‘Square Dancing Belongs Somewhere Far Away … Like the 1800s’

LUPE WONG WON’T DANCE
By Donna Barba Higuera

Great works of American literature often begin with an unforgettable sentence. Joseph Heller’s “Catch-22”: “It was love at first sight.” Ralph Ellison: “I am an invisible man.” How about “Call me Ishmael”?

Well, make way for Donna Barba Higuera, whose debut novel opens with “My gym shorts burrow into my butt crack like a frightened groundhog.”

Welcome to “Lupe Wong Won’t Dance,” an uproarious debut about a well-intentioned seventh grader named Lupe who dreams of joining the major leagues. Lupe’s uncle works for the Seattle Mariners and has promised to introduce her to the pitcher Fu Li Hernandez as long as she makes straight A’s.

“If Fu Li can be the first Chinacan guy to pitch in the majors, maybe I can be the first Mexinese girl to throw a no-hitter,” she says. “Did I mention that baseball is life?”

She’s well on her way to fulfilling her end of the bargain when Coach Solden announces that square dancing will be their next gym activity. Lupe is athletic and competitive — but square dancing? No, thank you. “Square dancing belongs somewhere far away where it can’t embarrass anyone, like the 1800s,” she says.

Lupe may be able to throw fastballs, but she has no rhythm. When square dancing threatens to compromise her straight A’s, she must find a way to make it stop.

Luckily, Lupe has never shied from a challenge. All she has to do is find a reason square dancing is detrimental to seventh graders. But when she makes the case to Coach Solden that square dancing is not recognized as an Olympic sport, Coach reminds her that baseball isn’t, either (though it will be next year). And when she questions the “hygiene aspect” of holding hands, Coach laughs and says, “This coming from the girl who holds the snot-rocket distance record.”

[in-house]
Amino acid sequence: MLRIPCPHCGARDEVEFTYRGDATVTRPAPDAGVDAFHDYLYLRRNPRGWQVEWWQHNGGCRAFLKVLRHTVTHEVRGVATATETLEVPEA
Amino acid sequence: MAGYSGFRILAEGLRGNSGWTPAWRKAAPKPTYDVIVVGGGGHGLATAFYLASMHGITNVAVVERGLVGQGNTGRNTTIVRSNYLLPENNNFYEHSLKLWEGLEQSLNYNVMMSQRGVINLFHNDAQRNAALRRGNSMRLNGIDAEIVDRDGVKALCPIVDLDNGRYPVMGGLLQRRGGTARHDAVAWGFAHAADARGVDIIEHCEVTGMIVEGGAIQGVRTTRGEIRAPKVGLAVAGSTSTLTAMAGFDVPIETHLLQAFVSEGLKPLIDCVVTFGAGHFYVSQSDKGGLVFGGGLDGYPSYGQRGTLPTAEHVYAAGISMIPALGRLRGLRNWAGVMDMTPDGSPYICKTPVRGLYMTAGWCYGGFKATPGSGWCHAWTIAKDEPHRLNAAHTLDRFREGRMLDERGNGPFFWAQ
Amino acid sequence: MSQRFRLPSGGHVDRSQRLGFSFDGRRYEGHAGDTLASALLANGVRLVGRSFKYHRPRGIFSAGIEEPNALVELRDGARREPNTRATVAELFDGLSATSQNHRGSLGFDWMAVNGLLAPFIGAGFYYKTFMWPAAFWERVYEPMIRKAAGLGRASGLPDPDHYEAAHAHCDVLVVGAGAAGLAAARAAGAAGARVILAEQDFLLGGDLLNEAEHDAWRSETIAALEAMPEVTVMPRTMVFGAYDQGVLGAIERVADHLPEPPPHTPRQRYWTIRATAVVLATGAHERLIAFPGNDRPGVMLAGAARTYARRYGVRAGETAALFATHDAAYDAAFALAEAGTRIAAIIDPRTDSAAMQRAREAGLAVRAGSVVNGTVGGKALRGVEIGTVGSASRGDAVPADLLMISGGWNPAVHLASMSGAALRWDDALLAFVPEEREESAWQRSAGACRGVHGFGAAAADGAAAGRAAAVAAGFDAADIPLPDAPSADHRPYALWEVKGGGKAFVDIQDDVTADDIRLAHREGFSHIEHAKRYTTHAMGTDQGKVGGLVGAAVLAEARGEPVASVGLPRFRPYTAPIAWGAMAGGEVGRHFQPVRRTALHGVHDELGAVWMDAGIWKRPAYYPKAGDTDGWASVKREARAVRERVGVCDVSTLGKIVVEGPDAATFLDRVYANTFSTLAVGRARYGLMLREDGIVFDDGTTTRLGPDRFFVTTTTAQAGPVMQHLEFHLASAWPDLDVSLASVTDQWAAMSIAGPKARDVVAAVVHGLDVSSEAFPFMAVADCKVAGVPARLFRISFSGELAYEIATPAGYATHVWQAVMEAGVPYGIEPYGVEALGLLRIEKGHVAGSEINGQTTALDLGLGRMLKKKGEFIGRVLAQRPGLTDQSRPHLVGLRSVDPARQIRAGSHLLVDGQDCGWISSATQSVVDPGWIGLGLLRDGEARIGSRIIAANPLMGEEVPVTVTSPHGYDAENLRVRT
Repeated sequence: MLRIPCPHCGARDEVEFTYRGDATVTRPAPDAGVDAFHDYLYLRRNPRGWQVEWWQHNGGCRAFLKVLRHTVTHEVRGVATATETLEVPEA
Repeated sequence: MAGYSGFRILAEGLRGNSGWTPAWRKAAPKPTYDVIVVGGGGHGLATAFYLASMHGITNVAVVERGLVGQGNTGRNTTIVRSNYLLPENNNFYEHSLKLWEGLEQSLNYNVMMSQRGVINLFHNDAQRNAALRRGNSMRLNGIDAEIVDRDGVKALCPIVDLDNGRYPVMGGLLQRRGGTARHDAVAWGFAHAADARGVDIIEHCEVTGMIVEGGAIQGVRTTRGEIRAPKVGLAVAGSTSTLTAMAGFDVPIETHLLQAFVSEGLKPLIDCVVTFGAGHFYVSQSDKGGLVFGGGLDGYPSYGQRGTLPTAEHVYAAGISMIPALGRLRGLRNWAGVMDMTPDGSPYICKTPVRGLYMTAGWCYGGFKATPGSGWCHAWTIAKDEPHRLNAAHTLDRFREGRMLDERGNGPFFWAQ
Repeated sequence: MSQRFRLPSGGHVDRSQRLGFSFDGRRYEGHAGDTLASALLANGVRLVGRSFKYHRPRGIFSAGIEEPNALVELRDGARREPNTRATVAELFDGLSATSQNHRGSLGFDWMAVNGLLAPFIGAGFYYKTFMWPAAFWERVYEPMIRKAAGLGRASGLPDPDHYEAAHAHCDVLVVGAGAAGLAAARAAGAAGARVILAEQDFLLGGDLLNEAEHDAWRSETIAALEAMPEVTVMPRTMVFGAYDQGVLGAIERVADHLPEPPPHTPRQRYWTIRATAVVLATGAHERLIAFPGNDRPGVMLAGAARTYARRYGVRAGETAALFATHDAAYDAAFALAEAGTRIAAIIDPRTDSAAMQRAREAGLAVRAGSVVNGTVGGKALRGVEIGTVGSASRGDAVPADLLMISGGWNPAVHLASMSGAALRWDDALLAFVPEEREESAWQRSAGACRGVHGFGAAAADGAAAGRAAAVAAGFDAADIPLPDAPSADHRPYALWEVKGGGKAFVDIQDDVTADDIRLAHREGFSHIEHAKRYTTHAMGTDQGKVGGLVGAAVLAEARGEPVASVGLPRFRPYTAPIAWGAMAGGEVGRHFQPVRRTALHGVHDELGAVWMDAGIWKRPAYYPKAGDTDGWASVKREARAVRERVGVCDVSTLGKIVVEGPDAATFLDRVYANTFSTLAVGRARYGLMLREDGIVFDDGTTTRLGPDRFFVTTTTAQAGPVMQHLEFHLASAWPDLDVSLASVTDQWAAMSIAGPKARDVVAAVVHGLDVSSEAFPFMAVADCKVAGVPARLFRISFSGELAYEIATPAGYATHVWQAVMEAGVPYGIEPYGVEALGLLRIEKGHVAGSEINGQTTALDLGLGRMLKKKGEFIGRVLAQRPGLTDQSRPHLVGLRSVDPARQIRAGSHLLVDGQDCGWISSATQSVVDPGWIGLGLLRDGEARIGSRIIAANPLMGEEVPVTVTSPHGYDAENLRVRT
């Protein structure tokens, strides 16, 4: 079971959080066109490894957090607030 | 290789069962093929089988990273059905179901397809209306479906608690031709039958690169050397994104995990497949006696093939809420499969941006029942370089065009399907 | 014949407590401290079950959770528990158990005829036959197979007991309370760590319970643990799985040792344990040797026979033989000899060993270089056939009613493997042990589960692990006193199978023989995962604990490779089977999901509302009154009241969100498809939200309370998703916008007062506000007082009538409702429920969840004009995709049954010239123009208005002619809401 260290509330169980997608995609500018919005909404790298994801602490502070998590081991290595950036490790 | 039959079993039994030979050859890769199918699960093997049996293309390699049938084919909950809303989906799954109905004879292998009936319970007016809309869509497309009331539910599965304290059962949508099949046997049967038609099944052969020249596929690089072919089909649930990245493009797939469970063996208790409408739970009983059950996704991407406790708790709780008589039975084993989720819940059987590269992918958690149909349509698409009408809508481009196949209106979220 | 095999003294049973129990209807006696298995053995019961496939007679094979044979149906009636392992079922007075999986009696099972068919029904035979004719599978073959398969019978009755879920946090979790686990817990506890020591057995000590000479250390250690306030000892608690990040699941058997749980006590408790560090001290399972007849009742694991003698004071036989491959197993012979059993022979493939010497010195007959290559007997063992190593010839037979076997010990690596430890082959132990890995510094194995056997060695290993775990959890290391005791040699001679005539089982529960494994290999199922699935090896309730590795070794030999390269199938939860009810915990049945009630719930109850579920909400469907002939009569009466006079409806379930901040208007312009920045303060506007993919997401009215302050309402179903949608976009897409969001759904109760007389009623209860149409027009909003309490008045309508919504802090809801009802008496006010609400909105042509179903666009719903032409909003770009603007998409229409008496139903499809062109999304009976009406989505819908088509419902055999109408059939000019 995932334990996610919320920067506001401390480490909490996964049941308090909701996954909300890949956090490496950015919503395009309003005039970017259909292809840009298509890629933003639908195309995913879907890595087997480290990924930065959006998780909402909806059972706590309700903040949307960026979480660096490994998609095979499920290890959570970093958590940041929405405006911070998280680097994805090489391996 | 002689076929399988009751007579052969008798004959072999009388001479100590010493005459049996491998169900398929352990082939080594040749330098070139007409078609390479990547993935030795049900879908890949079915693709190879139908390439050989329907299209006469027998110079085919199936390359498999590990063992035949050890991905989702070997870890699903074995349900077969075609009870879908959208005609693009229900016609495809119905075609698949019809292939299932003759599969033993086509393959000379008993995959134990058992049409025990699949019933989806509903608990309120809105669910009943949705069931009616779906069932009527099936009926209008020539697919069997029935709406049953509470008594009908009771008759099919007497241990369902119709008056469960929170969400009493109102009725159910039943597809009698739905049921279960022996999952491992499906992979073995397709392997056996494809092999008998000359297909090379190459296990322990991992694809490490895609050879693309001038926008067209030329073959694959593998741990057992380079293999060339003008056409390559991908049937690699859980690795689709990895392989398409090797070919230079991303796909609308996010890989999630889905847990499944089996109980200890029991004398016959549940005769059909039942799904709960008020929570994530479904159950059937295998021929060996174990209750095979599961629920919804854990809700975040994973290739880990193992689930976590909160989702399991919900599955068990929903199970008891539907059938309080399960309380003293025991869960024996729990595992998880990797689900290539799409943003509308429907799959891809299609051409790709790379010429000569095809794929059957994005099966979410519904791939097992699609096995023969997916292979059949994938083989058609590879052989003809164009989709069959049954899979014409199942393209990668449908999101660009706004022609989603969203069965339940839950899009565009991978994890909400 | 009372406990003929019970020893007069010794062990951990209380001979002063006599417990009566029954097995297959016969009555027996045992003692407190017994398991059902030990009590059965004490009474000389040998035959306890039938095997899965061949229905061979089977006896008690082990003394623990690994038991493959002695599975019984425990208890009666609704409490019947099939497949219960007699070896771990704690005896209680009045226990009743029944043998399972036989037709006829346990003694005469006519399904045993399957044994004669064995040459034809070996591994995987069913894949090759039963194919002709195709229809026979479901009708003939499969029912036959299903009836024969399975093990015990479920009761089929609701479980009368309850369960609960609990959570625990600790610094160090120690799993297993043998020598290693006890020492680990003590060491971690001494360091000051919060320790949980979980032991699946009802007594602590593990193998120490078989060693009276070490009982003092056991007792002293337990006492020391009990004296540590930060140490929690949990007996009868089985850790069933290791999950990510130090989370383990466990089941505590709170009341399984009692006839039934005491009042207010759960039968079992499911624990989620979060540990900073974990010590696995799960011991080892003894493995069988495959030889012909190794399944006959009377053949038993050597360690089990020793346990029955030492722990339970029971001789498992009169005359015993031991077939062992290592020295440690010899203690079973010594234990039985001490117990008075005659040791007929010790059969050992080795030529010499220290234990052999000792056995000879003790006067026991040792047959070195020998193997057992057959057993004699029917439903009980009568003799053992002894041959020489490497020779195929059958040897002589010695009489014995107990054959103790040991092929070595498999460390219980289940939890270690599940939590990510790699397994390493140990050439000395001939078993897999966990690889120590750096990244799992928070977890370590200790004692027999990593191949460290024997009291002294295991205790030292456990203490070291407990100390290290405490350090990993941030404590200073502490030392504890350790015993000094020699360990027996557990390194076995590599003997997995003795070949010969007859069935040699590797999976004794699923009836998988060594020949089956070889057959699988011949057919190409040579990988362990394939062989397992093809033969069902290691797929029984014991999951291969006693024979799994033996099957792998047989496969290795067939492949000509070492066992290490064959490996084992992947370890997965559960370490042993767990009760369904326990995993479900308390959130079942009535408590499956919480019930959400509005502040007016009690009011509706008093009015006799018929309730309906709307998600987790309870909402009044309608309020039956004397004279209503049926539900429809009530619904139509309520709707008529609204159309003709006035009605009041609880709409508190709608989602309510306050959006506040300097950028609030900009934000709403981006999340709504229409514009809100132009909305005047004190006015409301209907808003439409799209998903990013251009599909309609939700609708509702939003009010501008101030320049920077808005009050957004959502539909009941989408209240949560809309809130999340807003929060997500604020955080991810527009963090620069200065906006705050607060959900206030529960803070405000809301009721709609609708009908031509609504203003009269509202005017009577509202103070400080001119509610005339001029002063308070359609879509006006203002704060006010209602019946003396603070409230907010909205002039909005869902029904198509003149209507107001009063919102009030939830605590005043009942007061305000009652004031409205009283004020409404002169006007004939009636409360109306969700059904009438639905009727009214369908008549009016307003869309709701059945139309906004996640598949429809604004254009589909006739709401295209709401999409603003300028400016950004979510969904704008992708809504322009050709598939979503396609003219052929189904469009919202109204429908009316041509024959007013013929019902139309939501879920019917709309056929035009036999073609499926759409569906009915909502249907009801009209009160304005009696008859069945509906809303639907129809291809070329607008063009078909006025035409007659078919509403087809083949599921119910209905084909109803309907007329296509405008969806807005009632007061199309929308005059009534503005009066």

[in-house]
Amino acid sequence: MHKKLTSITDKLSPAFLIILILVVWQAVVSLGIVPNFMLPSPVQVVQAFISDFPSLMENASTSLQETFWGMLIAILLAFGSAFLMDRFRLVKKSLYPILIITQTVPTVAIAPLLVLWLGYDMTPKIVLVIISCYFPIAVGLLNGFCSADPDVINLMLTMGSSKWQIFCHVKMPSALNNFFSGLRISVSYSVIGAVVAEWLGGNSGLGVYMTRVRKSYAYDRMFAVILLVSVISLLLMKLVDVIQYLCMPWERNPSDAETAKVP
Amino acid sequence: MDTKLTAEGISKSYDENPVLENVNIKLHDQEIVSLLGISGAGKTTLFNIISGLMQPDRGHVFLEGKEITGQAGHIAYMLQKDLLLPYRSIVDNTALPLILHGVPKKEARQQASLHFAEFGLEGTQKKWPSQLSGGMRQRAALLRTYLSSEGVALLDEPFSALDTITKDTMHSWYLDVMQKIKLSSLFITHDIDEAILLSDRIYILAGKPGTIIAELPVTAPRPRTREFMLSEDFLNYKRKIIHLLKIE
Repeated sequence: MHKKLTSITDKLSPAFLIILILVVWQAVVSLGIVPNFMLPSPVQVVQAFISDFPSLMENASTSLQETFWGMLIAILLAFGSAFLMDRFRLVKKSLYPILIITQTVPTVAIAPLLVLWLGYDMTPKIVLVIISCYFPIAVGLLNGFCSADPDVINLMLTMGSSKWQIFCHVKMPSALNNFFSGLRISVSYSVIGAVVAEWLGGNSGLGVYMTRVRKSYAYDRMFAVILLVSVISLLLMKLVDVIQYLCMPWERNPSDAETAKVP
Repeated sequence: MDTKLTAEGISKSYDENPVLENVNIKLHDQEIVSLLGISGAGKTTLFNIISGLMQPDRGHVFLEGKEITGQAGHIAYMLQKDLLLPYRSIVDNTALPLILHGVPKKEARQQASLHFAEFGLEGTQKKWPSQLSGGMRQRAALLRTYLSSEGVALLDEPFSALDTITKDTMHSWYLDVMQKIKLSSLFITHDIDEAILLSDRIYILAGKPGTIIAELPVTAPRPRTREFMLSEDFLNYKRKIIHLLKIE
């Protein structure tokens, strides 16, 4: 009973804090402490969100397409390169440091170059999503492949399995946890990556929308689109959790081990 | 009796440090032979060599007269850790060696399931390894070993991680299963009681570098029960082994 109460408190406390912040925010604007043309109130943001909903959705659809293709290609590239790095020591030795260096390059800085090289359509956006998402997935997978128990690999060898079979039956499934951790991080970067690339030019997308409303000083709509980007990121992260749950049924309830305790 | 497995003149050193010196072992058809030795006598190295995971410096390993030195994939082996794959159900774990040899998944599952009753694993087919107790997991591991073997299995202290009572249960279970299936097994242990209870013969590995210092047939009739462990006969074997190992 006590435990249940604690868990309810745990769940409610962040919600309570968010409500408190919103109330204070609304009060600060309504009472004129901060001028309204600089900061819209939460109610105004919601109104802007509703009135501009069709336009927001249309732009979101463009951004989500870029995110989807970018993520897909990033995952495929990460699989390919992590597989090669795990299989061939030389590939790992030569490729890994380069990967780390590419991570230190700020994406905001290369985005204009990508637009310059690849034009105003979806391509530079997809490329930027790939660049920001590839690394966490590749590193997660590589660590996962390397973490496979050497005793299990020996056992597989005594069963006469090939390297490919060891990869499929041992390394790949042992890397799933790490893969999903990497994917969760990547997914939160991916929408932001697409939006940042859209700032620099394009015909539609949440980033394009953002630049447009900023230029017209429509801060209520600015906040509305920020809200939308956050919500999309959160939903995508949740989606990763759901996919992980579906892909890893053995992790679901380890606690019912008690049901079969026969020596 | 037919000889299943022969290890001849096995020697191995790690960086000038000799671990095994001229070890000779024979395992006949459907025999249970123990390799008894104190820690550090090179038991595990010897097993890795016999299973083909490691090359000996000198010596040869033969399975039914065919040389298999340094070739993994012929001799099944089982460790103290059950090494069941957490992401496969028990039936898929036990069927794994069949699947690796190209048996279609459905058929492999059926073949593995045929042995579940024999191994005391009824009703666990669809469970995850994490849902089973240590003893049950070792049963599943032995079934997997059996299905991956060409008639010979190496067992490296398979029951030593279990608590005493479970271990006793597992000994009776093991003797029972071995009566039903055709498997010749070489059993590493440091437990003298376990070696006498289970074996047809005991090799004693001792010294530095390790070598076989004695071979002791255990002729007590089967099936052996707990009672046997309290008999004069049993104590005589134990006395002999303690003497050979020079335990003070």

When she learns that only boys can choose their partners — and they can only ask girls, who are obligated to say yes — she believes she has enough fodder to topple do-si-dos for good.

In the context of middle grade literature, Higuera’s novel delivers on virtually every level. It’s remarkably funny, but many of the moments of levity are meaningful. Lupe misses her father, who died years before, and readers learn that her admiration for Fu Li Hernandez is tied to this loss.

The novel is inclusive and authentic. Lupe is a particularly endearing narrator. Like any well-developed character, she is flawed but evolving, unique but universal. The way Lupe interacts with her school tormentor, Samantha, is refreshing. Although Samantha is clearly a bully, Lupe treats her as more of a nemesis and never shrinks in her presence. Lupe can be frustratingly selfish, but she is deeply loyal and kind to her friends.

There are also subtle moments that add richness to the narrative. When Lupe argues against the heteronormativity of square dancing, for example, readers get a glimpse into how this personally affects Coach Solden.

Although Lupe goes so far as to look for “stats on deaths during square dancing,” her research never leads her to the fact that Henry Ford forced square dancing into the national curriculum as a way to offset nonwhite influences on American culture. An interesting omission, considering the overall tenor of the book. Nonetheless, what starts as a self-serving mission for Lupe becomes something far greater for herself and, ultimately, her readers.

This book has wide appeal and offers something we all desperately need: light and laughter. Higuera has knocked it out of the park.

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